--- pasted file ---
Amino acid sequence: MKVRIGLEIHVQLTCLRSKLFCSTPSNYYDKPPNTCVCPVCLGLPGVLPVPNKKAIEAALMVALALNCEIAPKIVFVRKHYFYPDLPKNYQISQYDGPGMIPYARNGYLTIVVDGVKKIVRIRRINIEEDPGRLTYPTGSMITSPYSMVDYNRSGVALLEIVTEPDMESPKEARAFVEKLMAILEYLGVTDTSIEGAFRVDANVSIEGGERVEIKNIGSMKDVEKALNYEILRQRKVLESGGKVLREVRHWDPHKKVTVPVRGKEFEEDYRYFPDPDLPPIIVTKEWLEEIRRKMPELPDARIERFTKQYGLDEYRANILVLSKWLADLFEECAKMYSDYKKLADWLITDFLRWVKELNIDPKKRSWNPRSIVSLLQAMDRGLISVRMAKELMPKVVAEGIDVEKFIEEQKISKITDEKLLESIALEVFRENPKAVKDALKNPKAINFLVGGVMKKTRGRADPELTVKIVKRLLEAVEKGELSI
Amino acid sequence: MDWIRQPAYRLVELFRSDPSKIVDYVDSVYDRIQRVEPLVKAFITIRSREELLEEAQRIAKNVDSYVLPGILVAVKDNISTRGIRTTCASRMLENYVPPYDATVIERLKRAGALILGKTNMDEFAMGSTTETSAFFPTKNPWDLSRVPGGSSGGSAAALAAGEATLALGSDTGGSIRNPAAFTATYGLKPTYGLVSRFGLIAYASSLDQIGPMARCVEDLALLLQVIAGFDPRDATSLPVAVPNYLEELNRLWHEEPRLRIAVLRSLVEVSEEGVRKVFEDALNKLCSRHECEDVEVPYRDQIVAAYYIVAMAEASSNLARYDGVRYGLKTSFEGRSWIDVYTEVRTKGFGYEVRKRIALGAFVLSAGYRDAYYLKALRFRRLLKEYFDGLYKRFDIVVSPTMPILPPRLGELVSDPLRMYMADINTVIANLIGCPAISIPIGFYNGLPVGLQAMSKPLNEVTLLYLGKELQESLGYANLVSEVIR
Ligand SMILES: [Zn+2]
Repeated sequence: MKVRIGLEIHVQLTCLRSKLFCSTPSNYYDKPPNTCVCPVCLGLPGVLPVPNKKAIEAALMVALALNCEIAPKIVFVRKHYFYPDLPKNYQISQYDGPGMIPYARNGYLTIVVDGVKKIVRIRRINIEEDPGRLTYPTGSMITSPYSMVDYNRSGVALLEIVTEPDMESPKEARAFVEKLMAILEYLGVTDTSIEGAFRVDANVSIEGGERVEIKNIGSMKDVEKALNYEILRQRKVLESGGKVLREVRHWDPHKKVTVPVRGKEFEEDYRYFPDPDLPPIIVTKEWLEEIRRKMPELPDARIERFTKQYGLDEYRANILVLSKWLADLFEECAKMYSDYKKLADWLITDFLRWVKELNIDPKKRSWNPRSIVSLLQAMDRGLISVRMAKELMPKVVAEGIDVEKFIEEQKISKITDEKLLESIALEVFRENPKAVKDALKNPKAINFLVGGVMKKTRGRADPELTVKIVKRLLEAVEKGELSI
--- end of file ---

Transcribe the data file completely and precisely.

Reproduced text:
Amino acid sequence: MKVRIGLEIHVQLTCLRSKLFCSTPSNYYDKPPNTCVCPVCLGLPGVLPVPNKKAIEAALMVALALNCEIAPKIVFVRKHYFYPDLPKNYQISQYDGPGMIPYARNGYLTIVVDGVKKIVRIRRINIEEDPGRLTYPTGSMITSPYSMVDYNRSGVALLEIVTEPDMESPKEARAFVEKLMAILEYLGVTDTSIEGAFRVDANVSIEGGERVEIKNIGSMKDVEKALNYEILRQRKVLESGGKVLREVRHWDPHKKVTVPVRGKEFEEDYRYFPDPDLPPIIVTKEWLEEIRRKMPELPDARIERFTKQYGLDEYRANILVLSKWLADLFEECAKMYSDYKKLADWLITDFLRWVKELNIDPKKRSWNPRSIVSLLQAMDRGLISVRMAKELMPKVVAEGIDVEKFIEEQKISKITDEKLLESIALEVFRENPKAVKDALKNPKAINFLVGGVMKKTRGRADPELTVKIVKRLLEAVEKGELSI
Amino acid sequence: MDWIRQPAYRLVELFRSDPSKIVDYVDSVYDRIQRVEPLVKAFITIRSREELLEEAQRIAKNVDSYVLPGILVAVKDNISTRGIRTTCASRMLENYVPPYDATVIERLKRAGALILGKTNMDEFAMGSTTETSAFFPTKNPWDLSRVPGGSSGGSAAALAAGEATLALGSDTGGSIRNPAAFTATYGLKPTYGLVSRFGLIAYASSLDQIGPMARCVEDLALLLQVIAGFDPRDATSLPVAVPNYLEELNRLWHEEPRLRIAVLRSLVEVSEEGVRKVFEDALNKLCSRHECEDVEVPYRDQIVAAYYIVAMAEASSNLARYDGVRYGLKTSFEGRSWIDVYTEVRTKGFGYEVRKRIALGAFVLSAGYRDAYYLKALRFRRLLKEYFDGLYKRFDIVVSPTMPILPPRLGELVSDPLRMYMADINTVIANLIGCPAISIPIGFYNGLPVGLQAMSKPLNEVTLLYLGKELQESLGYANLVSEVIR
Ligand SMILES: [Zn+2]
Repeated sequence: MKVRIGLEIHVQLTCLRSKLFCSTPSNYYDKPPNTCVCPVCLGLPGVLPVPNKKAIEAALMVALALNCEIAPKIVFVRKHYFYPDLPKNYQISQYDGPGMIPYARNGYLTIVVDGVKKIVRIRRINIEEDPGRLTYPTGSMITSPYSMVDYNRSGVALLEIVTEPDMESPKEARAFVEKLMAILEYLGVTDTSIEGAFRVDANVSIEGGERVEIKNIGSMKDVEKALNYEILRQRKVLESGGKVLREVRHWDPHKKVTVPVRGKEFEEDYRYFPDPDLPPIIVTKEWLEEIRRKMPELPDARIERFTKQYGLDEYRANILVLSKWLADLFEECAKMYSDYKKLADWLITDFLRWVKELNIDPKKRSWNPRSIVSLLQAMDRGLISVRMAKELMPKVVAEGIDVEKFIEEQKISKITDEKLLESIALEVFRENPKAVKDALKNPKAINFLVGGVMKKTRGRADPELTVKIVKRLLEAVEKGELSI